Robert D. Scott was convicted of two counts of aggravated assault and one count of possession of a firearm during the commission of a felony. After the denial of his motion for new trial, Scott appeals, asserting as error the denial of his motion to dismiss and the trial court's refusal to give a jury charge on self-defense. Scott also complains of the State's allegedly improper comments made during closing argument.
1. Although the court instructed the jury on the law of accident, it refused to give Scott's requested charge on self-defense. Scott enumerates this failure as error. It is not error to fail to give a charge where there is no evidence to support it. 1
The defense of self-defense admits, but seeks to justify, the commission of an act. 2
Scott testified that after an altercation with a patron in a club, he decided to leave. As he was leaving, the patron and two bouncers grabbed him from behind and a scuffle began. He further testified that one of the men had a gun of which he tried to gain control but was unable to, and that the gun fired during the struggle, injuring one of the men.
Scott presented no evidence that he committed the act that was the basis of the aggravated assault charges. On the contrary, he testified that he did not fire the gun and that his fingerprints would have been only on the gun's barrel. As Scott's testimony does not allow for even the possibility that he fired the gun, no evidence of self-defense was presented. 3
Therefore, Turner v. State 4
and its progeny do not apply to require the giving of the charge on self-defense. Thus, the trial court did not err in failing to give Scott's requested charge on self-defense.
2. Scott argues that the court erred in denying his motion to dismiss on the ground of double jeopardy. Specifically, he contends that because he was acquitted in federal court for a crime involving the same conduct that was the basis for the state charges, he was impermissibly subjected to double jeopardy. 5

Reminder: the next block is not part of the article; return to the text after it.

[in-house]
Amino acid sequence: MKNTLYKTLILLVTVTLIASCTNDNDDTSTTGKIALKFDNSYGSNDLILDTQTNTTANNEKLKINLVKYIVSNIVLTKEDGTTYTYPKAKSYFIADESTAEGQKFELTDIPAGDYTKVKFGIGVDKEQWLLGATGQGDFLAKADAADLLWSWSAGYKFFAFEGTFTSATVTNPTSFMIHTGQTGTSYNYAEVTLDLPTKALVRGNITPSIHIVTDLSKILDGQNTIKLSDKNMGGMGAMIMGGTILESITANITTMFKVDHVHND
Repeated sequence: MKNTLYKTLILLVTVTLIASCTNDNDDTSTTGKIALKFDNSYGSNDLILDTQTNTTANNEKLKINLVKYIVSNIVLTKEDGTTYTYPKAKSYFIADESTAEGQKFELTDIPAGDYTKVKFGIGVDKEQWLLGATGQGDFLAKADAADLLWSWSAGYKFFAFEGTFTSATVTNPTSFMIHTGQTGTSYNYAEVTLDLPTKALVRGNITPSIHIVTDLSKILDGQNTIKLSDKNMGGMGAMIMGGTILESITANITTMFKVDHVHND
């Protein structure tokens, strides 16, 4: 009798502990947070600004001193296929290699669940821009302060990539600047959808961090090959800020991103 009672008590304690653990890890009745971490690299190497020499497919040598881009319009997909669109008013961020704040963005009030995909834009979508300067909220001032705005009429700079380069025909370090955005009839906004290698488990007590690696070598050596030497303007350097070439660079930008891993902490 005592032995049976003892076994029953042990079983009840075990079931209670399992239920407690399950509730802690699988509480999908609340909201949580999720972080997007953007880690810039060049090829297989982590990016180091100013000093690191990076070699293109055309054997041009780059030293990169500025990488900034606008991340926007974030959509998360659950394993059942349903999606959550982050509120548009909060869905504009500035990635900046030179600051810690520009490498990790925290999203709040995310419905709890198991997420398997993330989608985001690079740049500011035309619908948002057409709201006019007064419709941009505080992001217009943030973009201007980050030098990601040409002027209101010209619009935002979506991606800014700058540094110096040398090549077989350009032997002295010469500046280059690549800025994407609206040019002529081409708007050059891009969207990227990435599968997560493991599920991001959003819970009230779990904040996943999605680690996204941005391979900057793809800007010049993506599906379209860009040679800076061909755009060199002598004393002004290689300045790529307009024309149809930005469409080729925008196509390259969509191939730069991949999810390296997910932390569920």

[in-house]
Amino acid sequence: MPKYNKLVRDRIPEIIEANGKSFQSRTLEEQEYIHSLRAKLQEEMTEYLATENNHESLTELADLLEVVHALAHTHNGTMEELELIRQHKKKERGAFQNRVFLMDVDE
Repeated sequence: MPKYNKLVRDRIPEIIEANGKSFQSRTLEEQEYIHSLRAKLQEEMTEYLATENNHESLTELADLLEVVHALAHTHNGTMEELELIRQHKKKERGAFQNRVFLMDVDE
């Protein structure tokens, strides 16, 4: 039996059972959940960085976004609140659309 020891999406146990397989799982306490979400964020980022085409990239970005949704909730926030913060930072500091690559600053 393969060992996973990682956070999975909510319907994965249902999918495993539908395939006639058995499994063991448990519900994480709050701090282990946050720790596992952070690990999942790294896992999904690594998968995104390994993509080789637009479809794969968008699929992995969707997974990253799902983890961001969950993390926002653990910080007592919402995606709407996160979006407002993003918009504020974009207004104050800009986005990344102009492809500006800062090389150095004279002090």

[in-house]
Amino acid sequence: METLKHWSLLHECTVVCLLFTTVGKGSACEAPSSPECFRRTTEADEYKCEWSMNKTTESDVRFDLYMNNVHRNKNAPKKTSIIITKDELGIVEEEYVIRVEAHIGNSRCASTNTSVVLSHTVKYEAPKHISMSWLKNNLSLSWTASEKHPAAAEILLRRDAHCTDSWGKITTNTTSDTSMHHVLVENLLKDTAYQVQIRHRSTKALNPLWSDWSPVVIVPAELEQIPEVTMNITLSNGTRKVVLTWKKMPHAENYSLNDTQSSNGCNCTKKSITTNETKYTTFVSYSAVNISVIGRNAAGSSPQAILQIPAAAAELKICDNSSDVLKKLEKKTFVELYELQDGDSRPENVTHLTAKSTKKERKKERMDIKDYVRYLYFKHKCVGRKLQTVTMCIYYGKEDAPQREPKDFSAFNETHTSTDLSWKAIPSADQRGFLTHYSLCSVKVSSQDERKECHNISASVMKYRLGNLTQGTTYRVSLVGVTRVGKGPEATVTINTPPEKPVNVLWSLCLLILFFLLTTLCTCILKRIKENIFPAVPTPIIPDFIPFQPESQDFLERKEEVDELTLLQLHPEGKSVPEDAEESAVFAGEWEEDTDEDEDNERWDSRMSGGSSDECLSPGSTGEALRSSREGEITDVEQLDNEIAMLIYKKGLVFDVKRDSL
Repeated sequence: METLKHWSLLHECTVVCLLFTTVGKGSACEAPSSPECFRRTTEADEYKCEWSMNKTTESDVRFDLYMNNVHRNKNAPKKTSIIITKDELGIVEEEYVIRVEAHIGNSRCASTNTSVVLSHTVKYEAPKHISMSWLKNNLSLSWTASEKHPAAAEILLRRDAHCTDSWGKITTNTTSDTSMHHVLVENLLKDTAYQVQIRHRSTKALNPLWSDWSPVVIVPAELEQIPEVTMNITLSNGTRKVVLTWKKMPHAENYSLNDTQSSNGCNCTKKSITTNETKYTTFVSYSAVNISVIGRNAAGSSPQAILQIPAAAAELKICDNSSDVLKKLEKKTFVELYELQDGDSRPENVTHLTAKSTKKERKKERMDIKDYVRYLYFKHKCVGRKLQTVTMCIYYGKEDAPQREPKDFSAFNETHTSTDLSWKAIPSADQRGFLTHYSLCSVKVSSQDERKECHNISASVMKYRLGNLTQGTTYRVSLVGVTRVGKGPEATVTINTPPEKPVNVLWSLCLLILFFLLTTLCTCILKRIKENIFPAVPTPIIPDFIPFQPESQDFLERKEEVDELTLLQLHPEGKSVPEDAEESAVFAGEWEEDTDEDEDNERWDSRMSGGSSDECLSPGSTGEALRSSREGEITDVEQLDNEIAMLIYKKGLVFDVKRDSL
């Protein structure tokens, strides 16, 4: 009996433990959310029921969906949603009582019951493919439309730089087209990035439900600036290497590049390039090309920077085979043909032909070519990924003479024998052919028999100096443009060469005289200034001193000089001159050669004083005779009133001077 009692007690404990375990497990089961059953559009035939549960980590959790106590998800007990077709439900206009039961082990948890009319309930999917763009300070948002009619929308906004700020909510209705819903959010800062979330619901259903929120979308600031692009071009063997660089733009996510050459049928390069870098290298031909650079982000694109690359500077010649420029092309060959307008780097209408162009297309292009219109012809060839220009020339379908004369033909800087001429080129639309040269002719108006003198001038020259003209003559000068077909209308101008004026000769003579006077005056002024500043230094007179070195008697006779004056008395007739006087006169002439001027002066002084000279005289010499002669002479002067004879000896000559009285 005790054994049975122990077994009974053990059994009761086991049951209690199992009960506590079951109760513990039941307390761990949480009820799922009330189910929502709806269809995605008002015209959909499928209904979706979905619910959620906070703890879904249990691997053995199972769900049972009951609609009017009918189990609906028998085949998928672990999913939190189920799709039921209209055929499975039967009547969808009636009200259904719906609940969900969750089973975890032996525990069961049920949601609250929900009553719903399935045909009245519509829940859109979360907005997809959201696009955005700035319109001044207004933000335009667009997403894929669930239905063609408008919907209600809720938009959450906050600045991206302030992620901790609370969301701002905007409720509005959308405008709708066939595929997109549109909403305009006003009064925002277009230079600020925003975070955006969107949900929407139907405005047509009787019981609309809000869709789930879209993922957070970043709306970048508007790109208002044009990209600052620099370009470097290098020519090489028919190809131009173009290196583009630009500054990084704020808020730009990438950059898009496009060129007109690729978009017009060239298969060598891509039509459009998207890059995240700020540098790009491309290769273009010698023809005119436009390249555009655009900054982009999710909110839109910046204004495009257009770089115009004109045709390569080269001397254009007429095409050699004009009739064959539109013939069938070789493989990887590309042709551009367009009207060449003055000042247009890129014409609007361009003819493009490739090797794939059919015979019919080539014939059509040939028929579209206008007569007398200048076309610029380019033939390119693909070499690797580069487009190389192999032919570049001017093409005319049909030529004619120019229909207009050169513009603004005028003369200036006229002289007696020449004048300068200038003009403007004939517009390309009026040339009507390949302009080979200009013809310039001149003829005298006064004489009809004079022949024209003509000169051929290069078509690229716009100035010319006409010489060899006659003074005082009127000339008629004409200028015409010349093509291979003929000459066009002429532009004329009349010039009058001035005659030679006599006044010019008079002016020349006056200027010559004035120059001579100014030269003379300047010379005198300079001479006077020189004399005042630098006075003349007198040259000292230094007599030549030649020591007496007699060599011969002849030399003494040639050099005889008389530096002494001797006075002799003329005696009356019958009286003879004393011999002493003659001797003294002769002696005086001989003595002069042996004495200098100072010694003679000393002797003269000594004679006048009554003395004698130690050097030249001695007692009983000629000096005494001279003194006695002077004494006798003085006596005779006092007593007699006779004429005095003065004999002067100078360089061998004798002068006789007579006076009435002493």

[a] prosecution is barred if the accused was formerly prosecuted in a district court of the United States for a crime which is within the concurrent jurisdiction of this state if such former prosecution resulted in either a conviction or an acquittal and the subsequent prosecution is for the same conduct, unless each prosecution requires proof of a fact not required in the other prosecution or unless the crime was not consummated when the former trial began.
Scott was tried in federal district court for violation of 18 USC 922 (g) and 924 (e). The federal charge required proof that Scott had been convicted of a crime punishable by imprisonment for a term exceeding one year, and that he knowingly possessed a firearm which had been shipped or transported in interstate or foreign commerce. The state charge, possession of a firearm during the commission of a felony, required proof that Scott possessed a gun during the commission of or the attempt to commit any crime against or involving the person of another, and which crime is a felony. 6
Clearly the two offenses each contain an element not required by the other, and therefore the state conviction is not barred under OCGA 16-1-8
Thus, the trial court did not err in denying the motion to dismiss on this ground.
3. Scott contends that the State made improper comments during closing argument, but concedes this error was not preserved. Scott's failure to object to the allegedly improper argument precludes appellate review. 8
J. Gray Conger, District Attorney, Samuel G. Merritt, Assistant District Attorney, for appellee.